Seeking SciNote, Chemistry: Flavorings
What are artificial flavorings?
Asked by Anonymous
There are many different terms used in the flavor industry (which is big business nowadays) and it can get confusing. The terms “artificial flavors,” “natural flavors,” “flavor additives,” and “flavor enhancers,” among others have had their official definitions change over the years and different countries may employ different definitions.
Natural flavors are essentially flavoring agents (i.e. chemicals) that can be found in nature. According to the U.S. Food and Drug Administration (FDA), a natural flavor means “the essential oil, oleoresin, essence or extractive, protein hydrolysate, distillate, or any product of roasting, heating or enzymolysis, which contains the flavoring constituents derived from a spice, fruit or fruit juice, vegetable or vegetable juice, edible yeast, herb, bark, bud, root, leaf or similar plant material, meat, seafood, poultry, eggs, dairy products, or fermentation products thereof, whose significant function in food is flavoring rather than nutritional.”
This definition can be found the Code of Federal Regulations where the definition of artificial flavoring can also be found – “any substance, the function of which is to impart flavor, which is not derived from a spice, fruit or fruit juice, vegetable or vegetable juice, edible yeast, herb, bark, bud, root, leaf or similar plant material, meat, fish, poultry, eggs, dairy products, or fermentation products thereof.” Essentially this means that an artificial flavor is a synthetic, or man-made, chemical (or usually a mix of chemicals).
Regardless of whether they are natural or not, flavorings are chemicals, and usually natural and artificial flavorings are actually the same chemicals – the difference is simply how they are obtained. Flavor chemists, sometimes dubbed “flavorists,” can either extract the chemicals from a naturally occurring item (like a piece of fruit), or they can synthesize the chemicals from other starting materials, but ultimately the chemical or chemicals used in the flavoring are the same (Longo).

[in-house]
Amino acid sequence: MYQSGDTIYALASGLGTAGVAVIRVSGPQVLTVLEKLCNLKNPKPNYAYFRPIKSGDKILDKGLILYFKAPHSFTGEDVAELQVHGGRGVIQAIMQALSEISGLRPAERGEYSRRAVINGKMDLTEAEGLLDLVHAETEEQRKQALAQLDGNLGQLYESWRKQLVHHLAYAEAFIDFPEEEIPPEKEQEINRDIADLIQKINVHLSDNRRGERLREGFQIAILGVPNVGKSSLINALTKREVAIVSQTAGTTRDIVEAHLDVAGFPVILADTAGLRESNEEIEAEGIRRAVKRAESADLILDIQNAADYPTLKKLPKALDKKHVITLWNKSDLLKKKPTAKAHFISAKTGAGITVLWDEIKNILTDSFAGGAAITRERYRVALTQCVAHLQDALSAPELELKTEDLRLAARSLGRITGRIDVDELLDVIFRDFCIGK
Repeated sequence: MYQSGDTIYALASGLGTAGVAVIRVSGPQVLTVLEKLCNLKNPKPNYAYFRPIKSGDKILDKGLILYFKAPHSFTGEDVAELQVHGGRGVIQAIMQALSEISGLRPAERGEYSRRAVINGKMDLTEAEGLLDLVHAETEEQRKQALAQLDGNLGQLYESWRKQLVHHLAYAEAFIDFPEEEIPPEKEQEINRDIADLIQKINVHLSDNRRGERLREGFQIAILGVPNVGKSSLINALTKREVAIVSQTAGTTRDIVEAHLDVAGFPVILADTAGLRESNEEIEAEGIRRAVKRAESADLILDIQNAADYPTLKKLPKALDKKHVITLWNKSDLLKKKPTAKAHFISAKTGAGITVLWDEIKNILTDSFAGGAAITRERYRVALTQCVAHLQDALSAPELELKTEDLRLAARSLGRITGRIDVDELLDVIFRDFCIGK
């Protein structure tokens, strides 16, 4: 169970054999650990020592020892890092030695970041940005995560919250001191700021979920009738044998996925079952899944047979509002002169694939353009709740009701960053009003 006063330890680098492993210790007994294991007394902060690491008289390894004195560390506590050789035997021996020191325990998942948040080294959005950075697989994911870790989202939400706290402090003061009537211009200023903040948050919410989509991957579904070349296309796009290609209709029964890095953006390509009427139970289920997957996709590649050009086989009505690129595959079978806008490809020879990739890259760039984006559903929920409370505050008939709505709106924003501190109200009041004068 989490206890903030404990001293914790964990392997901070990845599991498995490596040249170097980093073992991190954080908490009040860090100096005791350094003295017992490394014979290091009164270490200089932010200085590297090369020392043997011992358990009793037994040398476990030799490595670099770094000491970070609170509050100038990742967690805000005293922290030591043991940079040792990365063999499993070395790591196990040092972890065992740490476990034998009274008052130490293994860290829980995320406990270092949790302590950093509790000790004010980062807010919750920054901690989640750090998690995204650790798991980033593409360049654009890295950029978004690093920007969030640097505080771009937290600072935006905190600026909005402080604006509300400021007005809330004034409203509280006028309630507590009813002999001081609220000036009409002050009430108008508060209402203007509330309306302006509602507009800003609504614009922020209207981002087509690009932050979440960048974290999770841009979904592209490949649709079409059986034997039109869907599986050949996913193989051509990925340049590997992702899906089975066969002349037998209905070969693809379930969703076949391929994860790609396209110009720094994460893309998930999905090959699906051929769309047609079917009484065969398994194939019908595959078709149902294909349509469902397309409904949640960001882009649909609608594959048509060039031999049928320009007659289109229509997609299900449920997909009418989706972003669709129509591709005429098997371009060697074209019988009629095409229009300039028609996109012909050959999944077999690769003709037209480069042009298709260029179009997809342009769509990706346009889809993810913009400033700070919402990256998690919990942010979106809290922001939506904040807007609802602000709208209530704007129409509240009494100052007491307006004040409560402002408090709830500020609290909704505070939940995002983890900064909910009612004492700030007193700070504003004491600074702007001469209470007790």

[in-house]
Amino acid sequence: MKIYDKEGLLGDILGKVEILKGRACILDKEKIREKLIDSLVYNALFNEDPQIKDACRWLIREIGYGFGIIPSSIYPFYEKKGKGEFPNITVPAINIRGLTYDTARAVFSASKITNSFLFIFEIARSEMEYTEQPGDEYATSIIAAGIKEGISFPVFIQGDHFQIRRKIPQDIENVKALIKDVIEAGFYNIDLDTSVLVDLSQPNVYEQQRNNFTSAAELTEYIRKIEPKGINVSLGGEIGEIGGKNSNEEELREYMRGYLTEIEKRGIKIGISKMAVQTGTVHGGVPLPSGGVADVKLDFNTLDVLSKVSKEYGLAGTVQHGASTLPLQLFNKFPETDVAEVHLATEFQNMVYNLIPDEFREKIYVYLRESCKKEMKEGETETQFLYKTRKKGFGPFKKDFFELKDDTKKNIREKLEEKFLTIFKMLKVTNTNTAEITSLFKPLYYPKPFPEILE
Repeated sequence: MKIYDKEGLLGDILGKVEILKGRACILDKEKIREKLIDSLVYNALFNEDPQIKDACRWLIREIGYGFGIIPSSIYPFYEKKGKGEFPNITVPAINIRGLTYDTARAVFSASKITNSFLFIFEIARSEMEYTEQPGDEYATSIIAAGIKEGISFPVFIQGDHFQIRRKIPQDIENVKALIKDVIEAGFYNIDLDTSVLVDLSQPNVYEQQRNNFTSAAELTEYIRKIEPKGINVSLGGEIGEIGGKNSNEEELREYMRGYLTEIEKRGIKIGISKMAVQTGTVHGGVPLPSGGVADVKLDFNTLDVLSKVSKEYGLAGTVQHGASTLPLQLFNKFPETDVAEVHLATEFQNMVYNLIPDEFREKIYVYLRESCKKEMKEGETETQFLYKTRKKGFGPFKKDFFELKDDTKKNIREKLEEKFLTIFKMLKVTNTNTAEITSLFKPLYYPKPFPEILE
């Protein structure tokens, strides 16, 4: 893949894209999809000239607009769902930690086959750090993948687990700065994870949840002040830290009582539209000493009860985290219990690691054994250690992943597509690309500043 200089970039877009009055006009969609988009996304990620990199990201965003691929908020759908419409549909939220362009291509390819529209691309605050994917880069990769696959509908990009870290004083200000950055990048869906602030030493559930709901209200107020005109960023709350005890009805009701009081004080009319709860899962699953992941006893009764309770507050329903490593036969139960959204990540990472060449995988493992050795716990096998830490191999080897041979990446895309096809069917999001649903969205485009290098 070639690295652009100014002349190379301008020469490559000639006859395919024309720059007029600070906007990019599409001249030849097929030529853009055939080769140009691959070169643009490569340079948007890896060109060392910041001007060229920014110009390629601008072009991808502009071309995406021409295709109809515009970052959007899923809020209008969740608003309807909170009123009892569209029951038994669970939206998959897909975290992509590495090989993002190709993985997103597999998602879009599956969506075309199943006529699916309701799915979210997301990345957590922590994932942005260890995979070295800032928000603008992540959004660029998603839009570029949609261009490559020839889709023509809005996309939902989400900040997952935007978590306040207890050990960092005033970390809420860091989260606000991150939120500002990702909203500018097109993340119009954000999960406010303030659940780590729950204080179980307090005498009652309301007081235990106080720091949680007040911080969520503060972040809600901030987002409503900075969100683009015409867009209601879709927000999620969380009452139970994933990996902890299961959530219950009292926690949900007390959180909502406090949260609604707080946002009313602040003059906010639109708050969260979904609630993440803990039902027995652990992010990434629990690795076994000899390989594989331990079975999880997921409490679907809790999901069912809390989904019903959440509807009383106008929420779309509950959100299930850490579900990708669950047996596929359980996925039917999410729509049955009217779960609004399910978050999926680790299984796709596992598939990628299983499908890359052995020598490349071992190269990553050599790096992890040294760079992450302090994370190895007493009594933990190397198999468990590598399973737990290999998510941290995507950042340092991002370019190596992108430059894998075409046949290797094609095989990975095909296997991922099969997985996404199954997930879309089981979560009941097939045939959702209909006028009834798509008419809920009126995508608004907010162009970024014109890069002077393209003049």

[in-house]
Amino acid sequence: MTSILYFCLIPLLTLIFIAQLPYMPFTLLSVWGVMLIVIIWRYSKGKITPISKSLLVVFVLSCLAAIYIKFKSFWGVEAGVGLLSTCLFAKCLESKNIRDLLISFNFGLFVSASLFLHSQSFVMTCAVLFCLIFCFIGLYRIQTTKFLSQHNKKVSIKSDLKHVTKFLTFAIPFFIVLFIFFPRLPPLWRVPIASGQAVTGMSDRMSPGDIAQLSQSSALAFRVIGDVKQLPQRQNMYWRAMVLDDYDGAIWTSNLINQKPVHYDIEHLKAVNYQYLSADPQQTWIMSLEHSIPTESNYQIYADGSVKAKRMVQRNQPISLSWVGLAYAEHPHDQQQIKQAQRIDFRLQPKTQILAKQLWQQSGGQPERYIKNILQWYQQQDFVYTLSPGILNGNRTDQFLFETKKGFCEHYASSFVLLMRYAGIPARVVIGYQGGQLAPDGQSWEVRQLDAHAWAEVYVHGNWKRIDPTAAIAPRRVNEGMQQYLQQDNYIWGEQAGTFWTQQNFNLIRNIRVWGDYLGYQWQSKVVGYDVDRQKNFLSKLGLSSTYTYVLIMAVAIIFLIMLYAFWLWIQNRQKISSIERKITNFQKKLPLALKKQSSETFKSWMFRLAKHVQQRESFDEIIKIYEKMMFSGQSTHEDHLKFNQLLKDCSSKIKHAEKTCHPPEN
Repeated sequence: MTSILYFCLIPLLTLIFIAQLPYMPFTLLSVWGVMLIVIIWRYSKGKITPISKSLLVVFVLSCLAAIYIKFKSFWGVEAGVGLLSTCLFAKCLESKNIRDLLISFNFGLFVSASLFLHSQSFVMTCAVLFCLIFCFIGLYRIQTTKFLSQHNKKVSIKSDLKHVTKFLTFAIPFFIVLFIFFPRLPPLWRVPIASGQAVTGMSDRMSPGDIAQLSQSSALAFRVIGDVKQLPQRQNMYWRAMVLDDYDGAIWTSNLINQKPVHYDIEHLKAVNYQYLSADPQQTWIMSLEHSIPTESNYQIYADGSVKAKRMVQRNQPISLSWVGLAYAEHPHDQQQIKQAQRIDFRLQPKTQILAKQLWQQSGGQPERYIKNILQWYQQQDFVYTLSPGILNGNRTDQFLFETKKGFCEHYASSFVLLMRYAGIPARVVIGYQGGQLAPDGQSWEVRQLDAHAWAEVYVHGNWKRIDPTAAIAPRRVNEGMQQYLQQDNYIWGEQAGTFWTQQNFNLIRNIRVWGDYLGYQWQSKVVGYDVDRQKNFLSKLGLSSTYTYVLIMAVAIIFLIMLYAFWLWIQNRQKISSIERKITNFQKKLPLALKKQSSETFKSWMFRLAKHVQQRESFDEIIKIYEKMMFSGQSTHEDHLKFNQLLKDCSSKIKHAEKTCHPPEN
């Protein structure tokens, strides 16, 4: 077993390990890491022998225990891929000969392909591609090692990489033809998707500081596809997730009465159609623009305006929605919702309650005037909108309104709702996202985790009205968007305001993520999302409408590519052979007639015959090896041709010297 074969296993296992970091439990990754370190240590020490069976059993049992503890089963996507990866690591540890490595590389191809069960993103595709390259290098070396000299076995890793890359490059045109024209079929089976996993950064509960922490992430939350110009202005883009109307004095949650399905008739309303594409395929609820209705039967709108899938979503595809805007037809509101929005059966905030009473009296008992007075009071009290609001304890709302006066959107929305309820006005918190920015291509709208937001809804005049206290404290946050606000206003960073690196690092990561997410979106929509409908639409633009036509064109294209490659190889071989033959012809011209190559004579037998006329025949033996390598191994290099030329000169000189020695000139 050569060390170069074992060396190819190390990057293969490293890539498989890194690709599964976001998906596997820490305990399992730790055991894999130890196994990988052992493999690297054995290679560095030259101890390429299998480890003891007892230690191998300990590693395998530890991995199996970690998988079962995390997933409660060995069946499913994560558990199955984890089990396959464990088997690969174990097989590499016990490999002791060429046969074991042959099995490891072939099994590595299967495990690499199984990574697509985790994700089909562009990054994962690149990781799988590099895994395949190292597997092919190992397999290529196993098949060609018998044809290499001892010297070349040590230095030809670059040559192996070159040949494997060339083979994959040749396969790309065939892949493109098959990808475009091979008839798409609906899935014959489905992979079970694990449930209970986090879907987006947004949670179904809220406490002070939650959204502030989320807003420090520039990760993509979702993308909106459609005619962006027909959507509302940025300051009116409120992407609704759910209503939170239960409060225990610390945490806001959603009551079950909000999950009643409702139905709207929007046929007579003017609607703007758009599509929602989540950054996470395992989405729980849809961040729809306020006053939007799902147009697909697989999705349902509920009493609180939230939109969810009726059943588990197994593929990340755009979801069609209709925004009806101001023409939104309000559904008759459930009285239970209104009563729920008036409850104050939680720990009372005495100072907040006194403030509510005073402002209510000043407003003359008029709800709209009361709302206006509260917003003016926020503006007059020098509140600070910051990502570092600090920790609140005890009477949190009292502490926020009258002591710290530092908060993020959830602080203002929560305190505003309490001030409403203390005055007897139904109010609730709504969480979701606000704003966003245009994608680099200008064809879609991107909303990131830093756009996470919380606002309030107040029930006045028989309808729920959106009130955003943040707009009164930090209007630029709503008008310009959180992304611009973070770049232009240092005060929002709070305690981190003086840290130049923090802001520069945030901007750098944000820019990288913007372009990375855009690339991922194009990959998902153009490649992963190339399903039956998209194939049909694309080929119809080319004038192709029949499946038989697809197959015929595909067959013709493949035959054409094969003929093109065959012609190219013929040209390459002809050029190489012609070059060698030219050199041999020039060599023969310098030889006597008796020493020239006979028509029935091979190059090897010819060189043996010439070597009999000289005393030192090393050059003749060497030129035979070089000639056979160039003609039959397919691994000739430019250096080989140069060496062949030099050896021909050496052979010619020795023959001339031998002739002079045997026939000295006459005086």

The actual chemicals used in the flavoring of different foods is difficult to say; the formulas and/or mixture combinations are often trade secrets. Flavor companies like Givaudan, Cargill, Takasago, and International Flavors & Fragrances (IFF) guard these formulations well. Many of them involve compounds like esters, which are chemical compounds that are derived from carboxylic acids. Esters tend to have pleasant odors. and our sense of smell is closely linked to our sense of taste. To get more specific than that would require a chemical analysis. Eric Schlosser in his seminal book “Fast Food Nation” described a typical artificial strawberry flavor (like in a Burger King milk shake) to have the following ingredients: “amyl acetate, amyl butyrate, amyl valerate, anethol, anisyl formate, benzyl acetate, benzyl isobutyrate, butyric acid, cinnamyl isobutyrate, cinnamyl valerate, cognac essential oil, diacetyl, dipropyl ketone, ethyl acetate, ethyl amylketone, ethyl butyrate, ethyl cinnamate, ethyl heptanoate, ethyl heptylate, ethyl lactate, ethyl methylphenylglycidate, ethyl nitrate, ethyl propionate, ethyl valerate, heliotropin, hydroxyphenyl-2-butanone (10 percent solution in alcohol), α-ionone, isobutyl anthranilate, isobutyl butyrate, lemon essential oil, maltol, 4-methylacetophenone, methyl anthranilate, methyl benzoate, methyl cinnamate, methyl heptine carbonate, methyl naphthyl ketone, methyl salicylate, mint essential oil, neroli essential oil, nerolin, neryl isobutyrate, orris butter, phenethyl alcohol, rose, rum ether, γ-undecalactone, vanillin, and solvent.”
Most of the flavor and smell comes from just one or two of these chemicals, but a list like that can be overwhelming. Many people are concerned with all of these substances being in their foods. The FDA recognizes that foods themselves are just mixtures of chemicals, though, and they do at least limit the chemicals allowed in our food and the quantities of these chemicals to levels Generally Regarded As Safe (GRAS). This may not sound reassuring, but whether a compound is GRAS and at what levels is usually determined by careful study of the compound structure, its human use history (if it has any), and its processing technique (i.e. how much solvent remains from the production or extraction and whether there are any significant contaminants or side products from production).
Answered by Brian C., Expert Leader
“CFR - Code of Federal Regulations Title 21.” CFR - Code of Federal Regulations Title 21. Food and Drug
Administration, n.d. Web. 27 Jan. 2015.
Natasha, Longo. “Food Labs Use An Average of 2000 Chemicals To Create 500 ‘Natural Flavors’ You
Would Never Suspect Are Artificial.” Food Labs Use An Average of 2000 Chemicals To Create 500
'Natural Flavors’ You Would Never Suspect Are Artificial. N.p., 26 Aug. 2013. Web. 27 Jan. 2015.
Schlosser, Eric. “Why the Fries Take So Good.” Fast Food Nation: The Dark Side of the All-American Meal.
Boston: Houghton Mifflin, 2001. 125-26. Print.